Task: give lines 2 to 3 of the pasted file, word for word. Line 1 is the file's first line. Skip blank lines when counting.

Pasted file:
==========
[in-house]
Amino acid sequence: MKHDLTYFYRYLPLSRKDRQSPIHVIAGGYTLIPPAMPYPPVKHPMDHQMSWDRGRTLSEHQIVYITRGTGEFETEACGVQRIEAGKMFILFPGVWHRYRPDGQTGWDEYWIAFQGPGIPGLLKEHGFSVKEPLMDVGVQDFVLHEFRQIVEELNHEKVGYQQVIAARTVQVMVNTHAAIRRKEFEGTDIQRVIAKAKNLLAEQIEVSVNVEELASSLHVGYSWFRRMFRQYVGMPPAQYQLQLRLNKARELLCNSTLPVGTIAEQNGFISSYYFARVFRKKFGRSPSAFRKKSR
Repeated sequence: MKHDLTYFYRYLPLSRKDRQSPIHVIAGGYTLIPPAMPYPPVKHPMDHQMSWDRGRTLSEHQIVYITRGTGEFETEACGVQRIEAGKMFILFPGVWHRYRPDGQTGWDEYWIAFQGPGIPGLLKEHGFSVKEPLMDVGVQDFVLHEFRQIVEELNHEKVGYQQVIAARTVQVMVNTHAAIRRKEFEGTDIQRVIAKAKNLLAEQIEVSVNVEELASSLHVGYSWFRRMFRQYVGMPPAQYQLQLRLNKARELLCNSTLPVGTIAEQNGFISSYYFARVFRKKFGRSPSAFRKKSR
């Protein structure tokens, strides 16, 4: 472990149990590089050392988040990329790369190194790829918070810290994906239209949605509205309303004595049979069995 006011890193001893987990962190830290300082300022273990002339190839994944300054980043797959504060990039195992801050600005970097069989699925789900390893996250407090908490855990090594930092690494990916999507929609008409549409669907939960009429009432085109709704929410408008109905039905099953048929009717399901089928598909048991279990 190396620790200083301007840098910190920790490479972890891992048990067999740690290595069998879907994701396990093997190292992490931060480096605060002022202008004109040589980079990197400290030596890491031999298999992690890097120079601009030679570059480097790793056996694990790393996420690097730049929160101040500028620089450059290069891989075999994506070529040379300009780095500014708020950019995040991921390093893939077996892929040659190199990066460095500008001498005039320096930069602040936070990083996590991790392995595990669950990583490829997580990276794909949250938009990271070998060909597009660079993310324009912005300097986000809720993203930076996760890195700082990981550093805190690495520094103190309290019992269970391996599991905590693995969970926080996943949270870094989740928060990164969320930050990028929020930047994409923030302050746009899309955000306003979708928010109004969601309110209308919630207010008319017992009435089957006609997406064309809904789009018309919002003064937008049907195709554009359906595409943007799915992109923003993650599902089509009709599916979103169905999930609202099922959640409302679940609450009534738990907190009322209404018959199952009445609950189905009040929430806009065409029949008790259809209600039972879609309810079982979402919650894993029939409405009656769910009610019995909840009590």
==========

Amino acid sequence: MKHDLTYFYRYLPLSRKDRQSPIHVIAGGYTLIPPAMPYPPVKHPMDHQMSWDRGRTLSEHQIVYITRGTGEFETEACGVQRIEAGKMFILFPGVWHRYRPDGQTGWDEYWIAFQGPGIPGLLKEHGFSVKEPLMDVGVQDFVLHEFRQIVEELNHEKVGYQQVIAARTVQVMVNTHAAIRRKEFEGTDIQRVIAKAKNLLAEQIEVSVNVEELASSLHVGYSWFRRMFRQYVGMPPAQYQLQLRLNKARELLCNSTLPVGTIAEQNGFISSYYFARVFRKKFGRSPSAFRKKSR
Repeated sequence: MKHDLTYFYRYLPLSRKDRQSPIHVIAGGYTLIPPAMPYPPVKHPMDHQMSWDRGRTLSEHQIVYITRGTGEFETEACGVQRIEAGKMFILFPGVWHRYRPDGQTGWDEYWIAFQGPGIPGLLKEHGFSVKEPLMDVGVQDFVLHEFRQIVEELNHEKVGYQQVIAARTVQVMVNTHAAIRRKEFEGTDIQRVIAKAKNLLAEQIEVSVNVEELASSLHVGYSWFRRMFRQYVGMPPAQYQLQLRLNKARELLCNSTLPVGTIAEQNGFISSYYFARVFRKKFGRSPSAFRKKSR